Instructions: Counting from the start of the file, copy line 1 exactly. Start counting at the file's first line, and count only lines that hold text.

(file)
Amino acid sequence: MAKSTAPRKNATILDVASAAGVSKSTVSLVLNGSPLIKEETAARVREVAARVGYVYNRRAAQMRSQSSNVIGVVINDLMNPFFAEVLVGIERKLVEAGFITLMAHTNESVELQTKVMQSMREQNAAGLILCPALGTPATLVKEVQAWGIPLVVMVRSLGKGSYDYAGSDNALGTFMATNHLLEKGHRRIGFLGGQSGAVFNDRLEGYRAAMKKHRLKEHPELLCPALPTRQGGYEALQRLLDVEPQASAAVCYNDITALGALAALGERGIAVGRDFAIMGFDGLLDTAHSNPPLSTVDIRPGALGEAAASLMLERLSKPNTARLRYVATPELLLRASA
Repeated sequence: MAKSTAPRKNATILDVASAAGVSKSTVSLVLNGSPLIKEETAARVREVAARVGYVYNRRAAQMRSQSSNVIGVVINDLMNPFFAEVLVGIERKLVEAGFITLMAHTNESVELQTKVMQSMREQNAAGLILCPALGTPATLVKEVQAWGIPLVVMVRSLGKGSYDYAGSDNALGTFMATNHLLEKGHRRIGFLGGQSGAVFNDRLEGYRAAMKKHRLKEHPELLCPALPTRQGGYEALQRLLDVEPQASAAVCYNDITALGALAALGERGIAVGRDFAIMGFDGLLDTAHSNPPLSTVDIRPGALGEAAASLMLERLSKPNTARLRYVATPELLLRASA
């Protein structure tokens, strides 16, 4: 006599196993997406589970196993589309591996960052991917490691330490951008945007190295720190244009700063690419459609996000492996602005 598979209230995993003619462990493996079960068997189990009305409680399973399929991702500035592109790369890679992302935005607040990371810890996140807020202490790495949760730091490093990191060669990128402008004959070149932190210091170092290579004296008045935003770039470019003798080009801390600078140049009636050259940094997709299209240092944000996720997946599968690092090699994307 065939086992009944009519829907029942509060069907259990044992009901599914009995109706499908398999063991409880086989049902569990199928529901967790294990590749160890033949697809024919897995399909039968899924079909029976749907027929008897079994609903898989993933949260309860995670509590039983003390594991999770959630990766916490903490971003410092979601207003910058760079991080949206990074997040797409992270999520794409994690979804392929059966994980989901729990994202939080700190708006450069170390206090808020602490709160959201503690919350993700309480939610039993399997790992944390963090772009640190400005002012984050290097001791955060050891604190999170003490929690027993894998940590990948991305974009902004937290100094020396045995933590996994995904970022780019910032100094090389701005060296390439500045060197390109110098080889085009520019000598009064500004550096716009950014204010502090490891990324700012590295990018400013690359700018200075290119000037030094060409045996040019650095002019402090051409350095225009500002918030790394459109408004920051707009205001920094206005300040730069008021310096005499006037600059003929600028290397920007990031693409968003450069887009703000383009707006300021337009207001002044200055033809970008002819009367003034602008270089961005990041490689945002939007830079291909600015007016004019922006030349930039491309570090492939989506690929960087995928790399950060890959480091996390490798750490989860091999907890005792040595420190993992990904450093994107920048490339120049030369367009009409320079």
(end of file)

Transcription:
Amino acid sequence: MAKSTAPRKNATILDVASAAGVSKSTVSLVLNGSPLIKEETAARVREVAARVGYVYNRRAAQMRSQSSNVIGVVINDLMNPFFAEVLVGIERKLVEAGFITLMAHTNESVELQTKVMQSMREQNAAGLILCPALGTPATLVKEVQAWGIPLVVMVRSLGKGSYDYAGSDNALGTFMATNHLLEKGHRRIGFLGGQSGAVFNDRLEGYRAAMKKHRLKEHPELLCPALPTRQGGYEALQRLLDVEPQASAAVCYNDITALGALAALGERGIAVGRDFAIMGFDGLLDTAHSNPPLSTVDIRPGALGEAAASLMLERLSKPNTARLRYVATPELLLRASA